Sunny skies forecast for two segments of Alaska's economy What others say

Posted: Wednesday, July 09, 2003

At least two segments of Alaska's economy are looking strong construction contracts are holding at a record high level and the market for Bristol Bay red salmon appears promising.

Bradner's Alaska Economic Report predicts that an unprecedented combination of factors could make Bristol Bay fishermen's paychecks significantly larger than they have been in recent years.

This year's harvest is projected to be 17 million fish, far larger than the 10 million caught in 2002. And preseason sockeye prices are up 30 percent from last year.

While prices traditionally dip once the season gets under way, that may not happen this time. The Bradner report quotes unnamed analysts as saying prices in the big Japanese market are now set mainly by imported farmed salmon, the primary competitor to Alaska's wild fish.

Usually the price of farmed salmon works against the price of wild salmon. But analysts are apparently now saying that Alaska's market share has fallen to the point that a larger harvest in Bristol Bay won't really depress prices.

That could mean that the preseason prices will hold up through the harvest. If that happens, 2003 could be a season of real improvement for Alaska fishermen, one they have been longing and working for.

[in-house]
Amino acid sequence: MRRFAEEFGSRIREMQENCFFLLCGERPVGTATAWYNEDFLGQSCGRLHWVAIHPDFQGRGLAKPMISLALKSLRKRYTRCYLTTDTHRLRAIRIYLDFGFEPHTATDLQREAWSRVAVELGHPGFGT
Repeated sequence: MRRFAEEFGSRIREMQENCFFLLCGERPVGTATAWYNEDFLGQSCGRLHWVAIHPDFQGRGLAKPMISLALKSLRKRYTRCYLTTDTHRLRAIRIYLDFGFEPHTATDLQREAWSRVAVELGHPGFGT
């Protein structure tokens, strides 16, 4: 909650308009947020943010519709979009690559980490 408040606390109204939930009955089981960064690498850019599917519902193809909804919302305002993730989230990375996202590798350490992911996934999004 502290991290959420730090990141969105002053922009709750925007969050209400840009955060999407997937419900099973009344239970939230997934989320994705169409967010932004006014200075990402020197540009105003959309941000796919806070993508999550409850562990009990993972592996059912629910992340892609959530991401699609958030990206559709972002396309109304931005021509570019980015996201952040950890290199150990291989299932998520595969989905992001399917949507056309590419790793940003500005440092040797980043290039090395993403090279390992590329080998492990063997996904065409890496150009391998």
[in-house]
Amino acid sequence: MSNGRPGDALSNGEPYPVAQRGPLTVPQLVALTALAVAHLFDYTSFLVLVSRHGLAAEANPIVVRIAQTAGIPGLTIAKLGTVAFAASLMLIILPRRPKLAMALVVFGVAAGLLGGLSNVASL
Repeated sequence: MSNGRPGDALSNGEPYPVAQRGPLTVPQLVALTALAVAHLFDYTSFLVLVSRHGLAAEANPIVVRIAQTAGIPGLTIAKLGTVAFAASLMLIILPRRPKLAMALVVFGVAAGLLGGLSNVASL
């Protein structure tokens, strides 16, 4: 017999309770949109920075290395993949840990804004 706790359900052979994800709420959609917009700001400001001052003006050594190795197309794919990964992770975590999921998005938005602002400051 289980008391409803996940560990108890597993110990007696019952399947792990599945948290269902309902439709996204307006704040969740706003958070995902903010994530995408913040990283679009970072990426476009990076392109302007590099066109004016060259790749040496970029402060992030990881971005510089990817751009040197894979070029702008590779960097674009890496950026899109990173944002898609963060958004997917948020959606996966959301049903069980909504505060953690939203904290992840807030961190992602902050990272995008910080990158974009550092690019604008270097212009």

And this year's construction season promises to be a strong one as well. Associated General Contractors of Alaska reports that 2003 contracts will match last year's record total.

Those figures are for construction of highways, airports, buildings and other conventional building contracts. The overall total including oil industry spending will be $4.3 billion.

That total actually is down about 8 percent from the $4.7 billion recorded last year. But it includes a previously announced drop of almost $500 million in oil industry spending. Oil investments are down from $1.9 billion last year to $1.4 billion in 2003. Though lower, that is still a significant level of investment.

Construction estimates do not include work on the missile defense launch facility at Fort Greeley, near Fairbanks, which is believed to be a significant number. The Department of Defense refuses to release spending totals on the launch facility. The crystal ball remains cloudy on near-term prospects for a gas pipeline and drilling on the coastal plain of the Arctic National Wildlife Refuge.

But, if things turn out as predicted on Bristol Bay sockeye fishing and conventional construction projects, those segments will have good reason to cheer this year.

The Voice of the (Anchorage) Times - July 6



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